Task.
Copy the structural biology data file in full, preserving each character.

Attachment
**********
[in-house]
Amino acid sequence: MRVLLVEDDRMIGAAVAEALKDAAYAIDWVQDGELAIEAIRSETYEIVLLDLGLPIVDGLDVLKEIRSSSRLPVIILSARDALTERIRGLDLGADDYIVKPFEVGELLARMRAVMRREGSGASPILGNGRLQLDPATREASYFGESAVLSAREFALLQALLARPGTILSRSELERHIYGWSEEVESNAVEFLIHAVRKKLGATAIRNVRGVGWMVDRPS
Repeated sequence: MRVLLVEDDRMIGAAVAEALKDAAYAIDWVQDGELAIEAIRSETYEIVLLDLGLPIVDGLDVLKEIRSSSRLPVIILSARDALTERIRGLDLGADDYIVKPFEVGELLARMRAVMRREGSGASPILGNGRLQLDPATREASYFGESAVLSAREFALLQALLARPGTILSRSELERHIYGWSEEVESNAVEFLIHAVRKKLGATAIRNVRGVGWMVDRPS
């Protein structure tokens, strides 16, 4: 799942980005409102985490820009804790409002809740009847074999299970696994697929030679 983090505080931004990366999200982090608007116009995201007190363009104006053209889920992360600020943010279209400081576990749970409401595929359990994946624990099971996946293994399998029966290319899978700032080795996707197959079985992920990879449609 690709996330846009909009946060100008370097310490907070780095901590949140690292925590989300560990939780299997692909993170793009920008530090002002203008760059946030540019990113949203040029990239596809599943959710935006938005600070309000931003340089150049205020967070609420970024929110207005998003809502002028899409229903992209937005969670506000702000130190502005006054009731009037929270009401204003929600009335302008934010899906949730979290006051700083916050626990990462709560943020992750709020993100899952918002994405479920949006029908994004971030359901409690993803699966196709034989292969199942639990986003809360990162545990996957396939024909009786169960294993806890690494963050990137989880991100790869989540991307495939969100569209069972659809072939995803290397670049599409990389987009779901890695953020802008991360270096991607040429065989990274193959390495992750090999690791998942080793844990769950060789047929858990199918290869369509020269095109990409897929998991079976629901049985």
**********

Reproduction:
[in-house]
Amino acid sequence: MRVLLVEDDRMIGAAVAEALKDAAYAIDWVQDGELAIEAIRSETYEIVLLDLGLPIVDGLDVLKEIRSSSRLPVIILSARDALTERIRGLDLGADDYIVKPFEVGELLARMRAVMRREGSGASPILGNGRLQLDPATREASYFGESAVLSAREFALLQALLARPGTILSRSELERHIYGWSEEVESNAVEFLIHAVRKKLGATAIRNVRGVGWMVDRPS
Repeated sequence: MRVLLVEDDRMIGAAVAEALKDAAYAIDWVQDGELAIEAIRSETYEIVLLDLGLPIVDGLDVLKEIRSSSRLPVIILSARDALTERIRGLDLGADDYIVKPFEVGELLARMRAVMRREGSGASPILGNGRLQLDPATREASYFGESAVLSAREFALLQALLARPGTILSRSELERHIYGWSEEVESNAVEFLIHAVRKKLGATAIRNVRGVGWMVDRPS
């Protein structure tokens, strides 16, 4: 799942980005409102985490820009804790409002809740009847074999299970696994697929030679 983090505080931004990366999200982090608007116009995201007190363009104006053209889920992360600020943010279209400081576990749970409401595929359990994946624990099971996946293994399998029966290319899978700032080795996707197959079985992920990879449609 690709996330846009909009946060100008370097310490907070780095901590949140690292925590989300560990939780299997692909993170793009920008530090002002203008760059946030540019990113949203040029990239596809599943959710935006938005600070309000931003340089150049205020967070609420970024929110207005998003809502002028899409229903992209937005969670506000702000130190502005006054009731009037929270009401204003929600009335302008934010899906949730979290006051700083916050626990990462709560943020992750709020993100899952918002994405479920949006029908994004971030359901409690993803699966196709034989292969199942639990986003809360990162545990996957396939024909009786169960294993806890690494963050990137989880991100790869989540991307495939969100569209069972659809072939995803290397670049599409990389987009779901890695953020802008991360270096991607040429065989990274193959390495992750090999690791998942080793844990769950060789047929858990199918290869369509020269095109990409897929998991079976629901049985």